Friend function

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In object-oriented programming, a friend function, that is a "friend" of a given class, is a function that is given the same access as methods to private and protected data. [1]

A friend function is declared by the class that is granting access, so friend functions are part of the class interface, like methods. Friend functions allow alternative syntax to use objects, for instance f(x) instead of x.f(), or g(x,y) instead of x.g(y). Friend functions have the same implications on encapsulation as methods.

A similar concept is that of friend class.

Use cases[edit]

This approach may be used in friendly function when a function needs to access private data in objects from two different classes. This may be accomplished in two similar ways

  • a function of global or namespace scope may be declared as friend of both classes
  • a member function of one class may be declared as friend of another one.
#include <iostream>
using namespace std;
 
class Foo; // Forward declaration of class Foo in order for example to compile.
class Bar {
  private:
      int a;
  public:
      Bar(): a(0) {}
      void show(Bar& x, Foo& y);
      friend void show(Bar& x, Foo& y); // declaration of global friend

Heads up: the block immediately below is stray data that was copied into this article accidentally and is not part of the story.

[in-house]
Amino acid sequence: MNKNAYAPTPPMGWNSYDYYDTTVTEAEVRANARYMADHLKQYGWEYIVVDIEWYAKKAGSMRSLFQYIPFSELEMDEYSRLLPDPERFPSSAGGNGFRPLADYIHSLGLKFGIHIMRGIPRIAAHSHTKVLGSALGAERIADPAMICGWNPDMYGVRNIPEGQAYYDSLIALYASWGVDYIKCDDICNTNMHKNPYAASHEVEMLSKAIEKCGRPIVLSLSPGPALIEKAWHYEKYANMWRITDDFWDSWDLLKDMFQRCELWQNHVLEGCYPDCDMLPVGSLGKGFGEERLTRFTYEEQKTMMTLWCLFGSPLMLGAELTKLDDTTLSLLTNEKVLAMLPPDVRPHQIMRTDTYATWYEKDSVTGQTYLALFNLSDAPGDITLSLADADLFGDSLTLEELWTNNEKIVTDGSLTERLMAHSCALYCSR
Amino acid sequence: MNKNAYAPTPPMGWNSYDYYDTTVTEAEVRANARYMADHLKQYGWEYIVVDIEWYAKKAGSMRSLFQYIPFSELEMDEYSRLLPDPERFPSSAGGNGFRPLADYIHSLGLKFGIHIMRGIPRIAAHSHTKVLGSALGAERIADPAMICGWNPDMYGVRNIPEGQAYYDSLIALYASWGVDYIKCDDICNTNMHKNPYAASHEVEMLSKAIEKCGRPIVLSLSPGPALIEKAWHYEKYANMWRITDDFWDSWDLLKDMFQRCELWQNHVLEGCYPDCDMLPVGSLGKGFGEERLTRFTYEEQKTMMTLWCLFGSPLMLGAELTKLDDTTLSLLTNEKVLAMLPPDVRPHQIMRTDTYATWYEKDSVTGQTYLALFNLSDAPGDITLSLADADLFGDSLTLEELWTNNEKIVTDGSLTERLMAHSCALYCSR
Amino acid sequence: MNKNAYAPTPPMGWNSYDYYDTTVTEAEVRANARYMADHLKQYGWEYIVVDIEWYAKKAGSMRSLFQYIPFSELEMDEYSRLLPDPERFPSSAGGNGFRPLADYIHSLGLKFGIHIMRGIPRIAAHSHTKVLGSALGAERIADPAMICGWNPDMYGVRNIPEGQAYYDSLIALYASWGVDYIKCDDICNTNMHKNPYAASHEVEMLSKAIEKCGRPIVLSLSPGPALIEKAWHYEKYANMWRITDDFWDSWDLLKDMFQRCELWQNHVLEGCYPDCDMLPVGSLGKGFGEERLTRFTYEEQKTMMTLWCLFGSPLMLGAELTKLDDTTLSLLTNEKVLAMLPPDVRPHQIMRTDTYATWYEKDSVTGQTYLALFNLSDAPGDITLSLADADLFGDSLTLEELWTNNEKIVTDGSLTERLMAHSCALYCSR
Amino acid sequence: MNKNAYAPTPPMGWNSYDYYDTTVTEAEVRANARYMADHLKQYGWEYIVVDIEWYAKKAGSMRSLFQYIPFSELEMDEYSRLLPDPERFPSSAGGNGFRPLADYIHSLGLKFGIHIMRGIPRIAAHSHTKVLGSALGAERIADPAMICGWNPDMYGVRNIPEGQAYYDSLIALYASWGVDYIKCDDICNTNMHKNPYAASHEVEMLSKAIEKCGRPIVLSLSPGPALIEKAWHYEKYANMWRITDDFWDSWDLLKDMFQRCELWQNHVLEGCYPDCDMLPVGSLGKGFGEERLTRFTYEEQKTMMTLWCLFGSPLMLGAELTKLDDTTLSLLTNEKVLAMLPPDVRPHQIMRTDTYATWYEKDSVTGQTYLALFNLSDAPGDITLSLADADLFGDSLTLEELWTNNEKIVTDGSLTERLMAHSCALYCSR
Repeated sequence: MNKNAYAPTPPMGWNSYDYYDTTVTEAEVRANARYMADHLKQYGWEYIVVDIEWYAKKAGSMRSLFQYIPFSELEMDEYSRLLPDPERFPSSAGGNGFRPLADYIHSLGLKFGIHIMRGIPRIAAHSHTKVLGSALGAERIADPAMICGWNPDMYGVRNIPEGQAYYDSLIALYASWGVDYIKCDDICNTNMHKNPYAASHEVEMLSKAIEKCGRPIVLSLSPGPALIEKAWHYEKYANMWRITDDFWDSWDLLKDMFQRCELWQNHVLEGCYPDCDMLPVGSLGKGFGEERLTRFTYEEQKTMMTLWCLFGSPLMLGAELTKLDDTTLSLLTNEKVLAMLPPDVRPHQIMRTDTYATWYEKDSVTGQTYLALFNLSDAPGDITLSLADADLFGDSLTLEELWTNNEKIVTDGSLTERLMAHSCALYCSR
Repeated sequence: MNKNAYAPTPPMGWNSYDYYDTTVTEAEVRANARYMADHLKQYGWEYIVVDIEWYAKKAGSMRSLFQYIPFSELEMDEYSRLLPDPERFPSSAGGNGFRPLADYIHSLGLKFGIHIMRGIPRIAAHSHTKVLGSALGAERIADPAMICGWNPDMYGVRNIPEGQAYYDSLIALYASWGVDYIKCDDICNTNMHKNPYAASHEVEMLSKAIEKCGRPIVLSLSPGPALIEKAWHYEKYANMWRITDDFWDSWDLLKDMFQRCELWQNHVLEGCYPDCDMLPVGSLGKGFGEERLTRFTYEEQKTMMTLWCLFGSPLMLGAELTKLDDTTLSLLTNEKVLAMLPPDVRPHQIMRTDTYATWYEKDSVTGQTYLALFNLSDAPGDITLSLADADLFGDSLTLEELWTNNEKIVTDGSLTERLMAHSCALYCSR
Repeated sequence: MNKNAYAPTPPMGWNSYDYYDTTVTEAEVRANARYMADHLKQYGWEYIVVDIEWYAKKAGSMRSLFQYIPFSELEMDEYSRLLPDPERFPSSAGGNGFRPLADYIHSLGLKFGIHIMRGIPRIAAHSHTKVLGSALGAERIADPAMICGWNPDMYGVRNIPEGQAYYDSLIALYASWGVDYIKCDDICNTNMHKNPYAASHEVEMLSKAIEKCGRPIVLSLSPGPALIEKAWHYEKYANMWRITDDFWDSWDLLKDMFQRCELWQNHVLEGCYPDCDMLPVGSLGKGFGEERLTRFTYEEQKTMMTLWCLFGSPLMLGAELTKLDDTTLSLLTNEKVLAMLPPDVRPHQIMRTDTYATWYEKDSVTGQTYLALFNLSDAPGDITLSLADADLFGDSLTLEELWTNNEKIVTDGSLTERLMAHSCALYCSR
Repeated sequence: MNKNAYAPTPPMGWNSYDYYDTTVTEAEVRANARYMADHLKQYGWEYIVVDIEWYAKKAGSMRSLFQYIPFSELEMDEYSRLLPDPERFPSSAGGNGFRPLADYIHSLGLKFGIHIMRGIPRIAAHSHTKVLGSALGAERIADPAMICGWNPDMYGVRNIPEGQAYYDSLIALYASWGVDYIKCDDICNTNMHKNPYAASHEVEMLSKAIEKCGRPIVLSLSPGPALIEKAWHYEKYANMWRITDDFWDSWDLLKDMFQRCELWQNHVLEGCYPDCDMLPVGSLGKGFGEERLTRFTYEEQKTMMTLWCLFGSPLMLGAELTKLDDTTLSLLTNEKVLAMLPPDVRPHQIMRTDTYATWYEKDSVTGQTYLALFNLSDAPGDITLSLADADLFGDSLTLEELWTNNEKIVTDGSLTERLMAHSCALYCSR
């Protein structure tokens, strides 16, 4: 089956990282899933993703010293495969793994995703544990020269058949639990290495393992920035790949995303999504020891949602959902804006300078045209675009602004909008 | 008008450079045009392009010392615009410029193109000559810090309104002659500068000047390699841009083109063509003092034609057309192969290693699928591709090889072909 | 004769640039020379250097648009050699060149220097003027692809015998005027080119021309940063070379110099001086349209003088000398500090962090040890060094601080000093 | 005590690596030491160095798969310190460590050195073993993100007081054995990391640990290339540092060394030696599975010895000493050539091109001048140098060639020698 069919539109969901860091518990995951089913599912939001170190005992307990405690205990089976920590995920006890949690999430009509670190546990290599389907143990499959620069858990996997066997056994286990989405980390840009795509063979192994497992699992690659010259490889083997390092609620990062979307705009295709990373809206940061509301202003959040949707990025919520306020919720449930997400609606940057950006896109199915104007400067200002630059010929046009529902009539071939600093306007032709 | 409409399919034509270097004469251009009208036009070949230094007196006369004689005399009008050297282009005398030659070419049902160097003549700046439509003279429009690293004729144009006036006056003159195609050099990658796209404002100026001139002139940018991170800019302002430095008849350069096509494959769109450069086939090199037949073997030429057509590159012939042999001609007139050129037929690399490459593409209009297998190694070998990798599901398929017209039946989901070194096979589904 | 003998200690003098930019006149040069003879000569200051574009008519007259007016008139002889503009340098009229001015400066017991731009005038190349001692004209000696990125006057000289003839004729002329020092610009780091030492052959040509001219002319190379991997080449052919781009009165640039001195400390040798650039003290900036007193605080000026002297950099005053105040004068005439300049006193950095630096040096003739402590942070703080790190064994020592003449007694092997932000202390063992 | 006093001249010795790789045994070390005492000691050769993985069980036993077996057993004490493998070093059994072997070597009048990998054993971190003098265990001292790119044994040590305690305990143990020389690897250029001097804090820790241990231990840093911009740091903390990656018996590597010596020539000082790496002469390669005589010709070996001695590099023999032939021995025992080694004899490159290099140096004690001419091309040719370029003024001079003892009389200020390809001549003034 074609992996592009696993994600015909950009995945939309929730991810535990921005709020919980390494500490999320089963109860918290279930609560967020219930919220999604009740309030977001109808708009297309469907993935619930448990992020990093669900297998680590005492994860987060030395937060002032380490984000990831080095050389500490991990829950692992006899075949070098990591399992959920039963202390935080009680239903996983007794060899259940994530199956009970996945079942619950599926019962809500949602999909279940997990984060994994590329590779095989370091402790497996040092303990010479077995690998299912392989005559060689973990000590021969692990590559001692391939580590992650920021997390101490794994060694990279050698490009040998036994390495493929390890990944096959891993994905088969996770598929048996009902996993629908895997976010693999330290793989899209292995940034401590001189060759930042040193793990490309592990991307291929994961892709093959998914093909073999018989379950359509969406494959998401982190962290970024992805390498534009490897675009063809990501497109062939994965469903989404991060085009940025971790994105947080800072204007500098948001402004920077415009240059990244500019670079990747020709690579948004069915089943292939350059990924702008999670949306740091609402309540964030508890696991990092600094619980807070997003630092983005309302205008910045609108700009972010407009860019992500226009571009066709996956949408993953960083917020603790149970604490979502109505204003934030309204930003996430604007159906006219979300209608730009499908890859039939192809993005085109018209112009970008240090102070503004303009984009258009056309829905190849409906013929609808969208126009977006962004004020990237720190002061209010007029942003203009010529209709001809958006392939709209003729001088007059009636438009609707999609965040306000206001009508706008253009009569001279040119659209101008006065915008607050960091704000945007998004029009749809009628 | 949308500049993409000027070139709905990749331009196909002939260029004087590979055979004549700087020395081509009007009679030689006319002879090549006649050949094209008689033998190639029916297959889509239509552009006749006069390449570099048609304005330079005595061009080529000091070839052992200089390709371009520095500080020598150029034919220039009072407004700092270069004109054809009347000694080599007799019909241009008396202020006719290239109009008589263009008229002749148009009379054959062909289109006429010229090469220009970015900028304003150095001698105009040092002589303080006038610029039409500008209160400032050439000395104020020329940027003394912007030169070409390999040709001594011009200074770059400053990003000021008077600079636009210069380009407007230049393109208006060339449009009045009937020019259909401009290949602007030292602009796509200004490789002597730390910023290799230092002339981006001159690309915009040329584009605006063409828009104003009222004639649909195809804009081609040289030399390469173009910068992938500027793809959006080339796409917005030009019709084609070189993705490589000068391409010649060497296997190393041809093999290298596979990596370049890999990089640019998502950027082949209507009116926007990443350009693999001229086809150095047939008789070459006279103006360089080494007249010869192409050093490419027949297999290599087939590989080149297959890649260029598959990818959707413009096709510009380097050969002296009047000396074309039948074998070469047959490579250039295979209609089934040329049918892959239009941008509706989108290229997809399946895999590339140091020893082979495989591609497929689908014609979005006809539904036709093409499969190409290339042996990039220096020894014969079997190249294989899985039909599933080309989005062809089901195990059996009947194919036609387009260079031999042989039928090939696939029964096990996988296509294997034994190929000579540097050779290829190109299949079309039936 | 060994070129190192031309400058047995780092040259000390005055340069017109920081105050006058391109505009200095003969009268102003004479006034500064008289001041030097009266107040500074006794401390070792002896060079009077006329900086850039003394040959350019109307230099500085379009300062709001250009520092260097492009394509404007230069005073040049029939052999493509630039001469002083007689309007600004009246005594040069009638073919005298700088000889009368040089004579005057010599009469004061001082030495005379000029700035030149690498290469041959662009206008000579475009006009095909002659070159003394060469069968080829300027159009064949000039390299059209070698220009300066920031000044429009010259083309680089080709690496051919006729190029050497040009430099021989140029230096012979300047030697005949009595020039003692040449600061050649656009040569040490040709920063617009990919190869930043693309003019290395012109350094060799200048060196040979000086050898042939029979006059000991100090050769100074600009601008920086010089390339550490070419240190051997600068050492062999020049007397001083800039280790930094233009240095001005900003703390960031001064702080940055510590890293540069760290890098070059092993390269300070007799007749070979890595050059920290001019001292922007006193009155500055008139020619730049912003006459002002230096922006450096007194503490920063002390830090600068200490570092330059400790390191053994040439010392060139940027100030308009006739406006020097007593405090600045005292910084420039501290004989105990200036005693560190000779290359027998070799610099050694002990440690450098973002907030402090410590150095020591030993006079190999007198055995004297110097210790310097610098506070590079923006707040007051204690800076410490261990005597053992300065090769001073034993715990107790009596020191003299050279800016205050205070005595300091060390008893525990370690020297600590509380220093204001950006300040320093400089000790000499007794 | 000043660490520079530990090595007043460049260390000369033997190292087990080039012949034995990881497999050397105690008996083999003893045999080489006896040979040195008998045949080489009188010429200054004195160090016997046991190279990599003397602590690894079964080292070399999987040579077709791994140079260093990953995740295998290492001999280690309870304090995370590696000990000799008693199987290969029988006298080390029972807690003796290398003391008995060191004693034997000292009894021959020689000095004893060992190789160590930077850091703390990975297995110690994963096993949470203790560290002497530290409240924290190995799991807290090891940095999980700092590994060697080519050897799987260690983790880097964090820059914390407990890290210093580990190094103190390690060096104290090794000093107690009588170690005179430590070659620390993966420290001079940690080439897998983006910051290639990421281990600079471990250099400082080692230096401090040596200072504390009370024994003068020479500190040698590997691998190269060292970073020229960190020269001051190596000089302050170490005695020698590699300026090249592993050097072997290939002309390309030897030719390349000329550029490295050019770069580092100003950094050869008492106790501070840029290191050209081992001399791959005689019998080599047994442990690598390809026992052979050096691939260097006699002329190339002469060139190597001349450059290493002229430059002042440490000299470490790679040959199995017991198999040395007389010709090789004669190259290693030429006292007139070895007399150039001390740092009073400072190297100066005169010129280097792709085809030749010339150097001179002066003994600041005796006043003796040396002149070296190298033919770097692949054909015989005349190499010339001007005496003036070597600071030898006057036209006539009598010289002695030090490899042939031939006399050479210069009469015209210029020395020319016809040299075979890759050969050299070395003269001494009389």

};
 
class Foo {
  private:
      int b;
  public: 
      Foo(): b(6) {}
      friend void show(Bar& x, Foo& y); // declaration of global friend
      friend void Bar::show(Bar& x, Foo& y); // declaration of friend from other class 
};
 
// Definition of a member function of Bar; this member is a friend of Foo
void Bar::show(Bar& x, Foo& y) {
  cout << "Show via function member of Bar" << endl;
  cout << "Bar::a = " << x.a << endl;
  cout << "Foo::b = " << y.b << endl;
}
 
// Friend for Bar and Foo, definition of global function
void show(Bar& x, Foo& y) {
  cout << "Show via global function" << endl;
  cout << "Bar::a = " << x.a << endl;
  cout << "Foo::b = " << y.b << endl;
}
 
int main() {
   Bar a;
   Foo b;
 
   show(a,b);
   a.show(a,b);
}

References[edit]

  1. ^ Holzner, Steven (2001). C++ : Black Book. Scottsdale, Ariz.: Coriolis Group. p. 397. ISBN 1-57610-777-9. When you declare a function a friend of a class, that function has access to the internal data members of that object (that is, its protected, and private data members.) 

External links[edit]